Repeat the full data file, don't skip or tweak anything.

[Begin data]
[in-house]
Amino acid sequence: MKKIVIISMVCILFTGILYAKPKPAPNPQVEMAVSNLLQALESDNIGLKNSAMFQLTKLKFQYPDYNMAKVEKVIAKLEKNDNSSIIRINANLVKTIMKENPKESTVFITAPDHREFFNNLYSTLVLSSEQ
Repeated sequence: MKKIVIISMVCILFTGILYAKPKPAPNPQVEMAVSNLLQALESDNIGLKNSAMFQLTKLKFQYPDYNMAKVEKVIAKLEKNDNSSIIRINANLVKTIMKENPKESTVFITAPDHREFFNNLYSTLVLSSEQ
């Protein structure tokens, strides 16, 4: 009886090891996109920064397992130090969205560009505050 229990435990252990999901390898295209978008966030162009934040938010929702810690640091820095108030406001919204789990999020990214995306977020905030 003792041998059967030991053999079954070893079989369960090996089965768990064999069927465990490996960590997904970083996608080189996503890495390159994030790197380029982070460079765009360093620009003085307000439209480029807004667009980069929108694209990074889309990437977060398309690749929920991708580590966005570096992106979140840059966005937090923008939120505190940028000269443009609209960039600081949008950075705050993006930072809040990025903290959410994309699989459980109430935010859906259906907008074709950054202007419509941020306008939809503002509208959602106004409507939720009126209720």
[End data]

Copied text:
[in-house]
Amino acid sequence: MKKIVIISMVCILFTGILYAKPKPAPNPQVEMAVSNLLQALESDNIGLKNSAMFQLTKLKFQYPDYNMAKVEKVIAKLEKNDNSSIIRINANLVKTIMKENPKESTVFITAPDHREFFNNLYSTLVLSSEQ
Repeated sequence: MKKIVIISMVCILFTGILYAKPKPAPNPQVEMAVSNLLQALESDNIGLKNSAMFQLTKLKFQYPDYNMAKVEKVIAKLEKNDNSSIIRINANLVKTIMKENPKESTVFITAPDHREFFNNLYSTLVLSSEQ
């Protein structure tokens, strides 16, 4: 009886090891996109920064397992130090969205560009505050 229990435990252990999901390898295209978008966030162009934040938010929702810690640091820095108030406001919204789990999020990214995306977020905030 003792041998059967030991053999079954070893079989369960090996089965768990064999069927465990490996960590997904970083996608080189996503890495390159994030790197380029982070460079765009360093620009003085307000439209480029807004667009980069929108694209990074889309990437977060398309690749929920991708580590966005570096992106979140840059966005937090923008939120505190940028000269443009609209960039600081949008950075705050993006930072809040990025903290959410994309699989459980109430935010859906259906907008074709950054202007419509941020306008939809503002509208959602106004409507939720009126209720």